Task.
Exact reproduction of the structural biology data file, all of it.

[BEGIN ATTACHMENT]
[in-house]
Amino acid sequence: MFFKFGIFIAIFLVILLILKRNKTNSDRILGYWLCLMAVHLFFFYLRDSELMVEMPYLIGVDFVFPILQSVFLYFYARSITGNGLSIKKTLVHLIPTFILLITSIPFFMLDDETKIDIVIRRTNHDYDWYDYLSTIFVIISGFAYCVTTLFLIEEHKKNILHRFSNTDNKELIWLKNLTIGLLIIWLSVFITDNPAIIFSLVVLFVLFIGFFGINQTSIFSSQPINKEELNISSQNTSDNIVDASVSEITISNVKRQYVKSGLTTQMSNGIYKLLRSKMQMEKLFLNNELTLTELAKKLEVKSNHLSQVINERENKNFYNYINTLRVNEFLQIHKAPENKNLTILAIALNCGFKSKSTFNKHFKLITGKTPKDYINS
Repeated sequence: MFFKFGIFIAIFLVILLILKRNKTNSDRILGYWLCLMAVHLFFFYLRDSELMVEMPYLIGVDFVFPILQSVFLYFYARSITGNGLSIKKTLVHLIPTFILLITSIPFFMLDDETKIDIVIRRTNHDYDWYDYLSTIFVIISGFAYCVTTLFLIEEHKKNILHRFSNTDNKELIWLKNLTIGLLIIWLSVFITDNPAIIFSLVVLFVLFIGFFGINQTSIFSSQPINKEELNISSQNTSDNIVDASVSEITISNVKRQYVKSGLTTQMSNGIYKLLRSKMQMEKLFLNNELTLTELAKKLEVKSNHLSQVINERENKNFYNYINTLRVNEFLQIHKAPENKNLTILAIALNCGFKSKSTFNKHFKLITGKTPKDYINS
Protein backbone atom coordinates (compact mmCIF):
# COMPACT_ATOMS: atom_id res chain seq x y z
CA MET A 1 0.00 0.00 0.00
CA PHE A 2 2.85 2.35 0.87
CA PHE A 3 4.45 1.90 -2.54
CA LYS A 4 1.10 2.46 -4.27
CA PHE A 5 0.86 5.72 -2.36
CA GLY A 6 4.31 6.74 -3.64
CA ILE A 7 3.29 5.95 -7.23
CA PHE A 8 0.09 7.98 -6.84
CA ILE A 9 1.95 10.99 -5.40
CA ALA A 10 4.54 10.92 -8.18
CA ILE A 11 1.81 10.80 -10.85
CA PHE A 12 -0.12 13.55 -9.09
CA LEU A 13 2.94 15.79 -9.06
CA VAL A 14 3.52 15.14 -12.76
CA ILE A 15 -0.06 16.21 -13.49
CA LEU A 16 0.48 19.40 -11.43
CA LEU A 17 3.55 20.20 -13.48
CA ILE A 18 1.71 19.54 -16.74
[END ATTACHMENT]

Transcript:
[in-house]
Amino acid sequence: MFFKFGIFIAIFLVILLILKRNKTNSDRILGYWLCLMAVHLFFFYLRDSELMVEMPYLIGVDFVFPILQSVFLYFYARSITGNGLSIKKTLVHLIPTFILLITSIPFFMLDDETKIDIVIRRTNHDYDWYDYLSTIFVIISGFAYCVTTLFLIEEHKKNILHRFSNTDNKELIWLKNLTIGLLIIWLSVFITDNPAIIFSLVVLFVLFIGFFGINQTSIFSSQPINKEELNISSQNTSDNIVDASVSEITISNVKRQYVKSGLTTQMSNGIYKLLRSKMQMEKLFLNNELTLTELAKKLEVKSNHLSQVINERENKNFYNYINTLRVNEFLQIHKAPENKNLTILAIALNCGFKSKSTFNKHFKLITGKTPKDYINS
Repeated sequence: MFFKFGIFIAIFLVILLILKRNKTNSDRILGYWLCLMAVHLFFFYLRDSELMVEMPYLIGVDFVFPILQSVFLYFYARSITGNGLSIKKTLVHLIPTFILLITSIPFFMLDDETKIDIVIRRTNHDYDWYDYLSTIFVIISGFAYCVTTLFLIEEHKKNILHRFSNTDNKELIWLKNLTIGLLIIWLSVFITDNPAIIFSLVVLFVLFIGFFGINQTSIFSSQPINKEELNISSQNTSDNIVDASVSEITISNVKRQYVKSGLTTQMSNGIYKLLRSKMQMEKLFLNNELTLTELAKKLEVKSNHLSQVINERENKNFYNYINTLRVNEFLQIHKAPENKNLTILAIALNCGFKSKSTFNKHFKLITGKTPKDYINS
Protein backbone atom coordinates (compact mmCIF):
# COMPACT_ATOMS: atom_id res chain seq x y z
CA MET A 1 0.00 0.00 0.00
CA PHE A 2 2.85 2.35 0.87
CA PHE A 3 4.45 1.90 -2.54
CA LYS A 4 1.10 2.46 -4.27
CA PHE A 5 0.86 5.72 -2.36
CA GLY A 6 4.31 6.74 -3.64
CA ILE A 7 3.29 5.95 -7.23
CA PHE A 8 0.09 7.98 -6.84
CA ILE A 9 1.95 10.99 -5.40
CA ALA A 10 4.54 10.92 -8.18
CA ILE A 11 1.81 10.80 -10.85
CA PHE A 12 -0.12 13.55 -9.09
CA LEU A 13 2.94 15.79 -9.06
CA VAL A 14 3.52 15.14 -12.76
CA ILE A 15 -0.06 16.21 -13.49
CA LEU A 16 0.48 19.40 -11.43
CA LEU A 17 3.55 20.20 -13.48
CA ILE A 18 1.71 19.54 -16.74